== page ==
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Galaxy groups in Leo

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A lovely clear night in mid Wales with the 10 inch reflector.

I started at about 1:30, with the moon well out of the way.  It seems a long time since I looked at the late spring sky, so I spent the first hour rushing around seeing old friends.  Got lost in the Virgo-Coma Berenices region as usual, but saw NGC4565, M64, M53 and about a dozen galaxies in the main cluster, plus a trip down to the Sombrero in Virgo.  A quick look at M82 and M81, down the length of Ursa Major (M108, the Owl, M109, M101 and M51) and into Canes Venaciti to see M106, C21,M94, M63, M3, NGC4618 and NGC4490.  Back towards where I started, taking in C32, the Whale and NGC4656.

At this point I needed a change of gear and something a little more focused.  For some reason I set upon groupings of galaxies in Leo.  Apart from being good to look at, groupings can also offer a challenge to see each member that the scope should reach.  You know where everything should be, so there is no doubt when it is just beyond your reach.

First up was the Leo triplet (M65, M66 and NGC3628).  Very easy to spot and some nice structure.  M66 showed the bar extension and NGC3628 provided a little hint of its dark lane. 

Next off in the direction of Regulus until you get to M105, NGC3384 and NGC3389.  A very nice sight this one and something I have never spent any time on before.  The dimmest member (3389), was pretty clear at a magnitude of 12, so I decided to press on.

A quick look at M95 and M96, whch didn't really count for me as they are only a pair and then up into the reverse question mark of Leo's head.  About mid way between Adhafera and Algieba is a fine knot of galaxies that is easy to locate for those of us without Goto - NGCs 3193, 3189, 3190, 3185 and 3187. I am not sure that I got the last of these, but the rest reminded me of Stephan's quintet, though brighter and a little more spread out.  Well worth a visit.

The final grouping was close by and another one that is easy to locate.  NGCs 3226, 3227 and a little off to the side, NGC 3222.  The final one of these was a good test at magnitude of about 13. 

That was it for the galaxies.  To remind myself that the summer is coming I had a quick look at a few summer highlights.  M5 was nicely resolved, unlike M56 which only showed its stars near its perimeter.  Finally M57 and to bed.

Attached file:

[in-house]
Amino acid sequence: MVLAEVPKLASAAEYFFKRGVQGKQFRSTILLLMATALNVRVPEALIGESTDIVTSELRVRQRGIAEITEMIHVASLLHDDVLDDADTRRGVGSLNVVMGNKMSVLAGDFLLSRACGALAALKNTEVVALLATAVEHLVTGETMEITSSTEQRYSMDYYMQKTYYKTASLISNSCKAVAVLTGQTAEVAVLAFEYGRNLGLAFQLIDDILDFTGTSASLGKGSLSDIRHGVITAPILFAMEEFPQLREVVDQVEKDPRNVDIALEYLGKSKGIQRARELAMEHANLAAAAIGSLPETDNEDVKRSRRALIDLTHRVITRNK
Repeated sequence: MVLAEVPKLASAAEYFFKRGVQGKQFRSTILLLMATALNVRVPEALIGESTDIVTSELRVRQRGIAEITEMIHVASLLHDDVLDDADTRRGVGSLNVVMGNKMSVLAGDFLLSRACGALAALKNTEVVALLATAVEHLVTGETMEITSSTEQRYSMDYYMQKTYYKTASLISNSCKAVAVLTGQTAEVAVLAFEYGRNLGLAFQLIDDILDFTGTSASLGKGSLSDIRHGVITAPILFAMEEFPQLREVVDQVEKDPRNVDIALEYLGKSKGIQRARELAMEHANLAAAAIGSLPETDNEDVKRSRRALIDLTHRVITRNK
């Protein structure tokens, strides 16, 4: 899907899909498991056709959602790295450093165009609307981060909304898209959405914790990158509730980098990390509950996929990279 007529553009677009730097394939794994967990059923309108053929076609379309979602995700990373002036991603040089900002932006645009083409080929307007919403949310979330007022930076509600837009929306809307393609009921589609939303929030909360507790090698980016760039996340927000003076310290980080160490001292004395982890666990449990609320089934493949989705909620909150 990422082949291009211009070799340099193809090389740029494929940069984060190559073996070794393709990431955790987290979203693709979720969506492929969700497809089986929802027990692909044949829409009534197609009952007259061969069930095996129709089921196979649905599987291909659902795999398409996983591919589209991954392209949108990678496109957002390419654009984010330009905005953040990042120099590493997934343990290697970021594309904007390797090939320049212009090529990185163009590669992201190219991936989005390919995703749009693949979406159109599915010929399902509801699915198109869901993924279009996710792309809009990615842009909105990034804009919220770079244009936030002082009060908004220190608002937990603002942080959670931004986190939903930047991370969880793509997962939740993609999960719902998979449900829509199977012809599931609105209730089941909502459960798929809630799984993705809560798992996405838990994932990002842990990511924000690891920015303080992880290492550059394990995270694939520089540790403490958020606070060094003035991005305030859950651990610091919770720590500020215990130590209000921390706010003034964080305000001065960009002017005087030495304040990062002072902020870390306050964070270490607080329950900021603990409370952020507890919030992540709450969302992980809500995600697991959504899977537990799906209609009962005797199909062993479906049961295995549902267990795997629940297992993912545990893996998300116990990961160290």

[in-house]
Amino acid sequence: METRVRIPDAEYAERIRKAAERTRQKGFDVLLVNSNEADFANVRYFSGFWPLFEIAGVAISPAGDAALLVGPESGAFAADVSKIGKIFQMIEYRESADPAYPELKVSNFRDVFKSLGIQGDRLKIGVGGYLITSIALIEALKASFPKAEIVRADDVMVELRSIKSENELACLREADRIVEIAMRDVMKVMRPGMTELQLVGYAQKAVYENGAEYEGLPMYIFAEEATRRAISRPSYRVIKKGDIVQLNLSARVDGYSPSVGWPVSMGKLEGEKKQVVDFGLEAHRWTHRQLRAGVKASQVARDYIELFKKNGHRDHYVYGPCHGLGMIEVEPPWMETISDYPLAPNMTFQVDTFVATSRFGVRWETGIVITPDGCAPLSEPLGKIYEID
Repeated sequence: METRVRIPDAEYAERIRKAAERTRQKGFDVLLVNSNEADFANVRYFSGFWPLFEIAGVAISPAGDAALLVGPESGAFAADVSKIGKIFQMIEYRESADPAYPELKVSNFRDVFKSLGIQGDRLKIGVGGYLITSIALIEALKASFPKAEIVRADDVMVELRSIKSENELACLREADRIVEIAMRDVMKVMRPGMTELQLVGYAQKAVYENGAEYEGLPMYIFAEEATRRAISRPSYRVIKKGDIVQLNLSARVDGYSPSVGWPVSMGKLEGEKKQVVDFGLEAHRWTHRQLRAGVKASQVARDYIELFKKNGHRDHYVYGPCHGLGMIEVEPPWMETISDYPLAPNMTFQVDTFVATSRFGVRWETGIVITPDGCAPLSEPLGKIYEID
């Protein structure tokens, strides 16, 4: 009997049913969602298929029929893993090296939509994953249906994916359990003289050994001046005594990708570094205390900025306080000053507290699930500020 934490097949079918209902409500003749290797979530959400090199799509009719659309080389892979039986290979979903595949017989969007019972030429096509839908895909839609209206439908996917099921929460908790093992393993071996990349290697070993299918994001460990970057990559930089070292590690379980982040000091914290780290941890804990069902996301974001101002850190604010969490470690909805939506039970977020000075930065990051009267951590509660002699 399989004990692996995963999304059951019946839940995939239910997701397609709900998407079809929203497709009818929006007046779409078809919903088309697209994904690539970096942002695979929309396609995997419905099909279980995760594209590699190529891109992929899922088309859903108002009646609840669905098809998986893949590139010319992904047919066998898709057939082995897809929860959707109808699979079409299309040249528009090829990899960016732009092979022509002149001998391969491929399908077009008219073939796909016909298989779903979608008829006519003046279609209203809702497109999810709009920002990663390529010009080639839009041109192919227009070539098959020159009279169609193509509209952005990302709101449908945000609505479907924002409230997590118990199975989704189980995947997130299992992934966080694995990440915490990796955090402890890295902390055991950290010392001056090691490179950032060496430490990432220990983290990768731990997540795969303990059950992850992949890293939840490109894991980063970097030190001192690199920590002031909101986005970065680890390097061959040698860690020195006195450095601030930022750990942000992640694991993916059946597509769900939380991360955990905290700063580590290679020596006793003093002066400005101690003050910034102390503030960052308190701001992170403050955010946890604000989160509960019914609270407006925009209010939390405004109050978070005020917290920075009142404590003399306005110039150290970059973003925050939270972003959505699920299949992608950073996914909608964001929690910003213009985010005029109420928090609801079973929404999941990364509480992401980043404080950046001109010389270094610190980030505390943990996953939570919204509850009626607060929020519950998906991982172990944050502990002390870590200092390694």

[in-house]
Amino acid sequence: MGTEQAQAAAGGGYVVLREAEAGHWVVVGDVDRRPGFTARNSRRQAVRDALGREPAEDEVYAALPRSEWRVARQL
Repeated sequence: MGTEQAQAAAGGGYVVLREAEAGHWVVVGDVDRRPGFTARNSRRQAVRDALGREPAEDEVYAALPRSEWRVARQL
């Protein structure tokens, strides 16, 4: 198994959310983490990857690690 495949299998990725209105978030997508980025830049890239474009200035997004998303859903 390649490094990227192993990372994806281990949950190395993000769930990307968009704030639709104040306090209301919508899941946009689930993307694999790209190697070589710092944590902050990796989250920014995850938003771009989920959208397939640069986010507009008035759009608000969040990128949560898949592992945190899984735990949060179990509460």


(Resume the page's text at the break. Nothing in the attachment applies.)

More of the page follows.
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Thanks for sharing your night of observation. Still being a relative newbie I like the idea of knowing where clusters and nearby Galaxies are as it gives me something else to aim for.  

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Lovely report, some super targets, The Whale is an old favourite,


The Whale is great isn't it? There really is a lot to look for, even with a moderate telescope - it makes a good contrast to all those spherical galaxies a bit further south.

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I love reading obs reports, thanks for this, Bodkin.   :) Amazing what can be seen with the 10" in dark skies!

Have you had much chance to wheel out the monster dob at all?

You are welcome;  I enjoyed writing it up.  You are right, it is all about dark skies.  I have lived most of my life in cities and couldn't of dreamed of this haul in a season, let alone a short night. 

The monster dob is proving a bit too monstrous for me and is still dismantled.  There are some scopes that are nice to own and others that are nice to use (probably some do both).  A 14 inch F6 dobsonian would probably be my perfect choice.  In the meanwhile I have looked into selling or giving away the big dob, but for now I am keeping it.  I may well re-house the optics in a lighter weight structure and use the rest of the scope as something else (structure for a bomb shelter perhaps).   

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Nice report Jonathan.

Great to hear from someone that's lived in cities finally getting to move to good dark skies. Good on ya :)

Two decades of astronomy under orange skies has really taught me to appreciate the dark.

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A very nice report and I enjoyed readng it. I was out over the past couple of nights viewing the pair NGC 4490 and NGC 4485, NGC 4244 (the silver needle galaxy), NGC 4618, NGC 2903, NGC 2775, NGC 3184 and the Leo triplet. All very visible even with the moon up. I really enjoy viewing galaxies and so Spring should be a good time.

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